John Lemon quit his job, cashed in his super, bid his wife farewell and moved to Zimbabwe to build the world's largest African Painted Dog rehabilitation centre.
Unrelated to domestic canines, the painted dogs have their own genus reaching back more than 13 million years.
One hundred years ago, 500,000 painted dogs roamed 39 African countries but now less than 6000 remain in the wild, largely in the continent's south.
Urban development, poacher's snares, farming and diseases such as parvo-virus have slashed dog numbers.
The most social carnivore in the world, a painted dog pack will care for their injured, nursing them back to health and sharing food if they are unable to hunt for themselves.
Known for being brutally efficient hunters, showing off their softer side has attracted tourists and funding to their cause, Mr Lemon said.
As a child, he was enchanted by the story of painted pup Solo, who was found and raised by wildlife photographer Hugo Van Lawick-Goodall, husband of famed scientist Jane Goodall.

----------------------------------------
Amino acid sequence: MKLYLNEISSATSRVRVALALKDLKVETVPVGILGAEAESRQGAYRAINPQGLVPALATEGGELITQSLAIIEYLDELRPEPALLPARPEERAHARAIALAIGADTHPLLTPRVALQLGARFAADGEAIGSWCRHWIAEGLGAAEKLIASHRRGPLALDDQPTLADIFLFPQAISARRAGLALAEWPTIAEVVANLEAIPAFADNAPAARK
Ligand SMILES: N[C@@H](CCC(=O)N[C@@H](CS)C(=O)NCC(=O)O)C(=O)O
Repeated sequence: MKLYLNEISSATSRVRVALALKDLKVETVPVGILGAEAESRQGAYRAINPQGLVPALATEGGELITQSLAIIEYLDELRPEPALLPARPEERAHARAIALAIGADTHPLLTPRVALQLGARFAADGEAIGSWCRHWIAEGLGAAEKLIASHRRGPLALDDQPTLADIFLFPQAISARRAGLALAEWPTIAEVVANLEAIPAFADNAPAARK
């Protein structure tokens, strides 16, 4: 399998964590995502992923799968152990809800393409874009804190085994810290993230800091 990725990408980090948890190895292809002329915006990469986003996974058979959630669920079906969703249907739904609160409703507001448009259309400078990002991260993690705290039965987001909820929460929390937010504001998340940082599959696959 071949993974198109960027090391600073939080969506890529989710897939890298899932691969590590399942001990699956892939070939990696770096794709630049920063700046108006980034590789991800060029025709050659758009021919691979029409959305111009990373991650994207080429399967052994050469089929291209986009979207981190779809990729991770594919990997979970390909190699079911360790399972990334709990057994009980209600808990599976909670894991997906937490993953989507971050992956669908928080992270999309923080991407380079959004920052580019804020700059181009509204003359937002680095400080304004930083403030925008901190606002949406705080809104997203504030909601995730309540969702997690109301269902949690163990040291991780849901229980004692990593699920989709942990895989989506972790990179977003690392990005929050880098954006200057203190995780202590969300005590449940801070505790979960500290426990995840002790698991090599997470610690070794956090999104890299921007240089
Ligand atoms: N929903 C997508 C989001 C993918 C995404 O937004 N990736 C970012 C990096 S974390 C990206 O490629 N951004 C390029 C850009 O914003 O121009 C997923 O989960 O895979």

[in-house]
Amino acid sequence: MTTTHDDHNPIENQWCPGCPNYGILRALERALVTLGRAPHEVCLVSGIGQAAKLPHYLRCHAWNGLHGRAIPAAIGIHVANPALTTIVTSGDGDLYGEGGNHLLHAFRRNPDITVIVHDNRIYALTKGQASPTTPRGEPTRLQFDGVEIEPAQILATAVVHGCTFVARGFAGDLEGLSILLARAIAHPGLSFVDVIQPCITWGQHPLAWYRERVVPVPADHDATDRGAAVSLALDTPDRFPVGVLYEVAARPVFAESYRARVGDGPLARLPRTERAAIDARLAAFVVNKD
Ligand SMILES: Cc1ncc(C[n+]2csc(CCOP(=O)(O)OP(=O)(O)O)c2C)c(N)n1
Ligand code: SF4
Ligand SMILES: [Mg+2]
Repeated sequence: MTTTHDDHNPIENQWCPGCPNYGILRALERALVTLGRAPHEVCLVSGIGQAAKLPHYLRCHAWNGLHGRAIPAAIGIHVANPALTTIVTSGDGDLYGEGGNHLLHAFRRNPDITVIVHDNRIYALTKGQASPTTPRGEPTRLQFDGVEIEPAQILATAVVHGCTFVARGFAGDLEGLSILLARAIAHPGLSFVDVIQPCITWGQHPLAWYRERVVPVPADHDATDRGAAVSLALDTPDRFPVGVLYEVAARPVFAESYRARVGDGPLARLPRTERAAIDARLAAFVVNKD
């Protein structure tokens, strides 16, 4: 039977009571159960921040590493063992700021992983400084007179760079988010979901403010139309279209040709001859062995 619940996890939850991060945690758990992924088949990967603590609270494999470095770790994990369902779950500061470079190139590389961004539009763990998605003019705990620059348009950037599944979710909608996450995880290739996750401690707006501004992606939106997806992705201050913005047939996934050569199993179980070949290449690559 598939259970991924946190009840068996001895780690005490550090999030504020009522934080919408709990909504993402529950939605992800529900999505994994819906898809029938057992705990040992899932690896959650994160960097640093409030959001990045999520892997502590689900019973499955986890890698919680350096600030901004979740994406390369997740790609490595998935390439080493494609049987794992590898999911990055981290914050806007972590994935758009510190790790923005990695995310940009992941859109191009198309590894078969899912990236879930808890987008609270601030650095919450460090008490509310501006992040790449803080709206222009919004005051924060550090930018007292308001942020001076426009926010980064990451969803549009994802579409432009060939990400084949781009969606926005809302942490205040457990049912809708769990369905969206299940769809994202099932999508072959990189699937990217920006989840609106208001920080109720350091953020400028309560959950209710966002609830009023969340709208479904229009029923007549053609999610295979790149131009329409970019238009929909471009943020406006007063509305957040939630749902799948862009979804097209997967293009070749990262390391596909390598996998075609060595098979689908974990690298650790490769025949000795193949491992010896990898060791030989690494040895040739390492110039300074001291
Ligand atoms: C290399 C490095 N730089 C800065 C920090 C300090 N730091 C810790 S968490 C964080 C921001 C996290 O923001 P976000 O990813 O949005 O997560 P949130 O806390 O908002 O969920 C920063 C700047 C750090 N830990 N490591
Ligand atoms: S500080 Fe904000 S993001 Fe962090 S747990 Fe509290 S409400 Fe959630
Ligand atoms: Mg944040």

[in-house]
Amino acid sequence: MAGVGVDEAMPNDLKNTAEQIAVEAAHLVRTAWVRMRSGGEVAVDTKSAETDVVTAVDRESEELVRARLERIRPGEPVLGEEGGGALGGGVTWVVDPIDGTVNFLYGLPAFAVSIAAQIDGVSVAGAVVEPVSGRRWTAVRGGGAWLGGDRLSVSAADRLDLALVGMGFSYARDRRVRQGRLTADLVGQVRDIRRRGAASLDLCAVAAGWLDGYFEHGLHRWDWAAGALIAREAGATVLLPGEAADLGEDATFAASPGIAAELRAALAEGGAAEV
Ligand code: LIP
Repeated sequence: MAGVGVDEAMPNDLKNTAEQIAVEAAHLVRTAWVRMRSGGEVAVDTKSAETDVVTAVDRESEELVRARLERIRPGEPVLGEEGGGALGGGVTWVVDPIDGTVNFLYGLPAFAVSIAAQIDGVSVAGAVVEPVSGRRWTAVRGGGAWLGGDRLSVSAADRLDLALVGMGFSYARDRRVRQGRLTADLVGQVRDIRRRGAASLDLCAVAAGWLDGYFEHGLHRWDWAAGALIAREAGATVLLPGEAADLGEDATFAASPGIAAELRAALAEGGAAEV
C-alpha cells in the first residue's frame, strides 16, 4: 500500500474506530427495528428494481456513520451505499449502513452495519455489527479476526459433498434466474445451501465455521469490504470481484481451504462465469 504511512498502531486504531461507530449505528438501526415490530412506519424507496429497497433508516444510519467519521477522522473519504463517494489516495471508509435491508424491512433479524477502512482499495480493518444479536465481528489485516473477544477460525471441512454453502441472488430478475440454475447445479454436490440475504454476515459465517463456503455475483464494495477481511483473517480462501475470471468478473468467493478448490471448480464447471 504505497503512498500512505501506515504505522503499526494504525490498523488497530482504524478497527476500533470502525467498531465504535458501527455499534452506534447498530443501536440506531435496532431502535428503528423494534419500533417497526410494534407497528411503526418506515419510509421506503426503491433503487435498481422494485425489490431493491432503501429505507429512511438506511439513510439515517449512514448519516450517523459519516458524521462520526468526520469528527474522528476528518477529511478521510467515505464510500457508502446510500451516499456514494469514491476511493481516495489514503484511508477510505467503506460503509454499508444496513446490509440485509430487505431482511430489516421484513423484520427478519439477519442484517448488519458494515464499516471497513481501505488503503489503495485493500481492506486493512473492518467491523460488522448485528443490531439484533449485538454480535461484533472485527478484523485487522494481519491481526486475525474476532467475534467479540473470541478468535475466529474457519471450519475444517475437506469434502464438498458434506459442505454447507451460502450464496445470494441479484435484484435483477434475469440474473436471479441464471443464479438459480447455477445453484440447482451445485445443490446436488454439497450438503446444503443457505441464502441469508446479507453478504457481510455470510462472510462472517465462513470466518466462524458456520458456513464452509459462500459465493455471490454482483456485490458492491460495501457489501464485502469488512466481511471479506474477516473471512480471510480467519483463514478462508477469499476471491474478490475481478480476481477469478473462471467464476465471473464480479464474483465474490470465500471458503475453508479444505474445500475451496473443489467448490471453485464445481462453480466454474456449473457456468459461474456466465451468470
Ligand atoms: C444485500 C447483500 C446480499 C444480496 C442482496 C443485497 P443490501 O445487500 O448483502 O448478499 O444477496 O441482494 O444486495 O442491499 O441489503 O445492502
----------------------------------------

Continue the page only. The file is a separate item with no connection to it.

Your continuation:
Obsession with the dogs is "like a virus", Mr Lemon told AAP.
He ran the African Painted Dog breeding program at Taronga Western Plains Zoo in NSW until 2002, when he decided to jump into hands-on conservation.
"I said to my wife 'is it okay if I quit work and take the super?' and she said 'I support you fully'."
Moving to Zimbabwe, he built and ran a rehabilitation centre and founded Painted Dog Conservation Incorporated to raise funds for its upkeep.
In less than 15 years, the NGO has raised about $1.5 million and supports six projects across Zimbabwe, Namibia and Zambia including anti-poaching patrols, tracking collars and conservation education.
He now splits his time between Africa and his work as curator of operations at Perth Zoo, where a litter of 11 painted pups was born earlier this year.
"If I can do one thing in my life, it's save the African Painted Dog from extinction," Mr Lemon said.